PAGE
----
What's
Electricity?


Electric
Charge 
Charge is a fundamental property of
some elementary (subatomic) particles of matter. Charge determines the strength of the
particle's coupling to
electromagnetic fields.
In a way, this is similar to the mass property
that couples particles to gravitational fields.
There are two "polarities" of electric charge,
‘positive’ and ‘negative’, and
every charged particle is, itself, the source of an electromagnetic (EM)
field.
Physical forces of attraction and
repulsion arise from coupled EM fields.
Charged Particles
A variety of elementary particles possess electric charge, including electrons and
quarks.
The electron has one elementary, negative
charge ( symbol −e) , whose
value is a fundamental physical constant.
The proton is a composite particle
comprising 3 fractionallycharged
elementary particles called quarks. Two of the
proton's quarks have a charge of +2⁄3 e and one has
a charge of −1⁄3 e.
Combined, the three quarks give the proton one elementary,
positive charge ( symbol +e
or just e ).
● The math symbol for electric charge is q
or Q , from the 18th century phrase ‘quantity of electricity’.
● The unit of electric charge is the coulomb,
abbreviated C — capital C because Coulomb was a person.
< >
► CharlesAugustin de Coulomb (17361806) –
a French officer, engineer and physicist – discovered that the
electrostatic force between two charges is proportional to the product of the
two charges but inversely proportional to the square of the distance between them
( Coulomb's Law ).
Elementary Charge
Around 1910, Robert Millikan became the first person to experimentally
obtain a value, in coulombs, for the tiny, elementary charge of the electron.
Millikan's value was extremely
close to today's International System of Units (SI) definition of the
elementary charge e:
1 e ≡ 1.602 176 634 × 10^{ 19} C
By taking the inverse of this number, we get the number of elementary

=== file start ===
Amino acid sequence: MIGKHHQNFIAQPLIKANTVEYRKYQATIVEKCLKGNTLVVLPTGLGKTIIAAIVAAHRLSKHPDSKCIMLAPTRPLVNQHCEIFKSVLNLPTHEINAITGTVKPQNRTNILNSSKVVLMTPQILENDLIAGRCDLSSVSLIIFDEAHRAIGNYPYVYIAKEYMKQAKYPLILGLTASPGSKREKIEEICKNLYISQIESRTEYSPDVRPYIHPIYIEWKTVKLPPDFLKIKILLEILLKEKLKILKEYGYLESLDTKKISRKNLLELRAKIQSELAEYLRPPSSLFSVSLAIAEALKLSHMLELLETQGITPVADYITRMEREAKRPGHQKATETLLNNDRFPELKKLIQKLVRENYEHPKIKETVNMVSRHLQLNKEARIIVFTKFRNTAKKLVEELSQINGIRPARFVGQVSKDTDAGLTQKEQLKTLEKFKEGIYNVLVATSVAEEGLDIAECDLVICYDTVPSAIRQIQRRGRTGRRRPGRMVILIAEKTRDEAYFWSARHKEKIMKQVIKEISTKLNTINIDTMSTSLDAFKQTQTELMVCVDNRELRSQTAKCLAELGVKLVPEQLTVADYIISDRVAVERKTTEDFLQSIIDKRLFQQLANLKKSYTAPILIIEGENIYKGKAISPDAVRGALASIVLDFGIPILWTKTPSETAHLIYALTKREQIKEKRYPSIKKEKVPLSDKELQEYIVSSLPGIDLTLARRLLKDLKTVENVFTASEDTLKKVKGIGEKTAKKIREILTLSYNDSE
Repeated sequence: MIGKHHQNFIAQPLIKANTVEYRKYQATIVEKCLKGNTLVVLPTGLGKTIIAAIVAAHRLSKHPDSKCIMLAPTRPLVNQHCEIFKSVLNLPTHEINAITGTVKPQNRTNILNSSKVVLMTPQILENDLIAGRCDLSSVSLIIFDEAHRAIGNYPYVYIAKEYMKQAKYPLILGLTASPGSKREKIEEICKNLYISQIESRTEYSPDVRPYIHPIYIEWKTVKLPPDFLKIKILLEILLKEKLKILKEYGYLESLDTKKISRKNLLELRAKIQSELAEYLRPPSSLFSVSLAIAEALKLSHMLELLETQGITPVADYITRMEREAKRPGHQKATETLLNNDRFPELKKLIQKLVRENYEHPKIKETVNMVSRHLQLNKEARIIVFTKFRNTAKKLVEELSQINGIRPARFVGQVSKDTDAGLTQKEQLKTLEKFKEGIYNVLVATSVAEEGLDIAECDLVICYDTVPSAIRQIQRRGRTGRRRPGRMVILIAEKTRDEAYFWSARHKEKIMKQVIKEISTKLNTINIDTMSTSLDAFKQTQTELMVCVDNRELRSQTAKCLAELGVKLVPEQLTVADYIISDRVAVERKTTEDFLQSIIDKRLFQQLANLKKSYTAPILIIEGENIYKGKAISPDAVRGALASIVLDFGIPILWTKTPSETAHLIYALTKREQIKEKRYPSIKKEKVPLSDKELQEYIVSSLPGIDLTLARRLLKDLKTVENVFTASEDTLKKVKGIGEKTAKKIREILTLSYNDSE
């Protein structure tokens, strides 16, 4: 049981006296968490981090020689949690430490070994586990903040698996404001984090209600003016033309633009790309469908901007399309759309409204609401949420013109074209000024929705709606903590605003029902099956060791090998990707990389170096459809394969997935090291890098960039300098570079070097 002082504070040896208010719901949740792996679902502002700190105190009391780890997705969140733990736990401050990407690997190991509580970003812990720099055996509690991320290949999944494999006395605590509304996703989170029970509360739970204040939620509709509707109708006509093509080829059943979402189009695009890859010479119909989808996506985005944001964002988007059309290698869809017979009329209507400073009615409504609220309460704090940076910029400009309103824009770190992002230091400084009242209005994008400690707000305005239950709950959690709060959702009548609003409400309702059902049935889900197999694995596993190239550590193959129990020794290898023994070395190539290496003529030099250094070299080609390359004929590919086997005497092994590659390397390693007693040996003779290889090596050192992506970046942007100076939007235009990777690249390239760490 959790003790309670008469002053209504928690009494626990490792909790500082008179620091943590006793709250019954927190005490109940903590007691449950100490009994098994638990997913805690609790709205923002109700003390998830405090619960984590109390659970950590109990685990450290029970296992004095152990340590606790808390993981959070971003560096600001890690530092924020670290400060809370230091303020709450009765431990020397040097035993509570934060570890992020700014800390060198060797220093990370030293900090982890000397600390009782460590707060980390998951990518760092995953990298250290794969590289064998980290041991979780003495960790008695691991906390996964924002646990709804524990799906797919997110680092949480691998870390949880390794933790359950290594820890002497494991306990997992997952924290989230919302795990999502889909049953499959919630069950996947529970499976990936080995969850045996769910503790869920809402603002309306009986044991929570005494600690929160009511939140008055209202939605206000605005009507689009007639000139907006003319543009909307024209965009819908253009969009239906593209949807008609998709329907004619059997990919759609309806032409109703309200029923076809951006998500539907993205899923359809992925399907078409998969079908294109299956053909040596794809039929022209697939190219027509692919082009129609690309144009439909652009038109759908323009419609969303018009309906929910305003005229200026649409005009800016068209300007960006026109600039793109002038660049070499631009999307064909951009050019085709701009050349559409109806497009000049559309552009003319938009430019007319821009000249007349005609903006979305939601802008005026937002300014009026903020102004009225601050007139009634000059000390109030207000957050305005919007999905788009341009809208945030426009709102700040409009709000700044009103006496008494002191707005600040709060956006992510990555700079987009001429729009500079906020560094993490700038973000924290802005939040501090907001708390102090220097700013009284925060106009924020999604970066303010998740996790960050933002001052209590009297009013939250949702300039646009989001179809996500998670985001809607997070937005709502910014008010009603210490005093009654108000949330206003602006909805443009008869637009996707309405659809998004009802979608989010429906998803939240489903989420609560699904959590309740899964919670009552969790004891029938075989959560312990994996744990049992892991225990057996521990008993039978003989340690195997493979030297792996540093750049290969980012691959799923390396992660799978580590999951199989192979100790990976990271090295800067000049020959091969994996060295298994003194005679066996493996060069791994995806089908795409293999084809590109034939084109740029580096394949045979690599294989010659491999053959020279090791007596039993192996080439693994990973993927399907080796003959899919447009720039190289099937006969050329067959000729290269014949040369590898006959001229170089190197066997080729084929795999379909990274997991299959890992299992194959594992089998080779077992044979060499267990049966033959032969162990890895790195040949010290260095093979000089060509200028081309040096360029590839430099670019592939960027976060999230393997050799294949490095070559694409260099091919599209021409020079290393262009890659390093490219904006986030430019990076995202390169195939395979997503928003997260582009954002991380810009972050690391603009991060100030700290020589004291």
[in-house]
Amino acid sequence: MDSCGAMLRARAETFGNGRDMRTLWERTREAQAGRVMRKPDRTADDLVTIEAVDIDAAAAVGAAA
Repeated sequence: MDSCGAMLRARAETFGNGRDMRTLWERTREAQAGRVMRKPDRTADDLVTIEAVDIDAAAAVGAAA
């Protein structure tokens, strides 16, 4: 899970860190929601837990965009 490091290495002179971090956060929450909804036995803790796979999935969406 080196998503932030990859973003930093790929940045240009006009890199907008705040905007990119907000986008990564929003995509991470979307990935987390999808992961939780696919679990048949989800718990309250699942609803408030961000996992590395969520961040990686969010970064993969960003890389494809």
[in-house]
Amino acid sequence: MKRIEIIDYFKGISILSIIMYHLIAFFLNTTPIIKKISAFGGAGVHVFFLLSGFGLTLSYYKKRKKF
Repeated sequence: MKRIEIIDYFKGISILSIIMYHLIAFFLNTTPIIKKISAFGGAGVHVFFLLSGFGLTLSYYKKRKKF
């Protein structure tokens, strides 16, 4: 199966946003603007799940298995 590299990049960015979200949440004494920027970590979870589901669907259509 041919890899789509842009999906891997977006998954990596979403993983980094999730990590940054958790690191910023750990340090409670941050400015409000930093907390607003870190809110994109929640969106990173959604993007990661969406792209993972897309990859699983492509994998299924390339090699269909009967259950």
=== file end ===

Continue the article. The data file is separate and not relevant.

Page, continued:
charges in a coulomb :
1 C = 6.241 509 074 460 × 10^{18} e
≅ 6¼ billion billion electrons
An alkaline AA battery delivers about 5,000 C of charge during its
useful life. An average bolt of lightning delivers just 15 C
but it does so in a mere 30 microseconds!
The Atom
Surrounding every electric charge is a space (a
field) acting to move the charge away from likepolarity charges
and toward oppositepolarity charges.
Negativelycharged electrons, being lightweight and energetic, are electrically
drawn
toward the more massive and
more stationary, positivelycharged protons.
Meanwhile, protons clump together with other protons and with
neutrons (particles comprising
three quarks totaling zero charge). The
clumps of matter are held
together by the strong nuclear force,
which is much stronger than the electric force.
The positivelycharged clump of particles (called a nucleus)
along with all the attracted, negativelycharged electrons is called an atom.
The gathered electrons repel one another, forming a negative cloud
around the nucleus.
The diameter of a nucleus is between 1.6 and 15 femtometers,
abbreviated f m. One fm is also called a fermi in
honor of nuclear physicist Enrico Fermi.
1 f m (or fermi) = 1 quadrillionth (10^{ 15 }) of a meter
The Atomic Nucleus, Surrounded by a Cloud of Electrons
Why Don't Electrons
Stick To The Nucleus?
In 1924, Louis de Broglie, a French physics graduate student, delivered
a thesis to Paris University containing his important findings attributing wavelengths to electrons.
It was already known that light waves could behave as particles, called photons, and de Broglie reasoned that nature was symmetric.
Why shouldn't particles behave as waves?
In 1929, after the wave nature of electrons
was demonstrated experimentally, the Nobel Prize for Physics was
conferred on de Broglie for his discovery.
A particle's de Broglie wavelength (symbol lambda λ)
is inversely proportional to its momentum :


[1]

Where:
λ = the particle's wavelength, in meters
p = the particle's momentum (mass × velocity), in kg⋅m ⁄ s
ℎ = Planck's constant ≡ 6.626 070 15 × 10^{ 34} kg⋅m^{2 }⁄ s
● NOTE : Equation [1] also converts light wavelength to its
photon momentum. Although photons have no mass, they have momentum thanks to quantum mechanics.
De Broglie wavelengths are usually expressed in nanometer (nm) or Angstrom
(Å) subunits :
1 nm = 10^{ 9 } m
1 Å = 10^{ 10 } m
● An electron traveling at a reasonable speed has a wavelength of about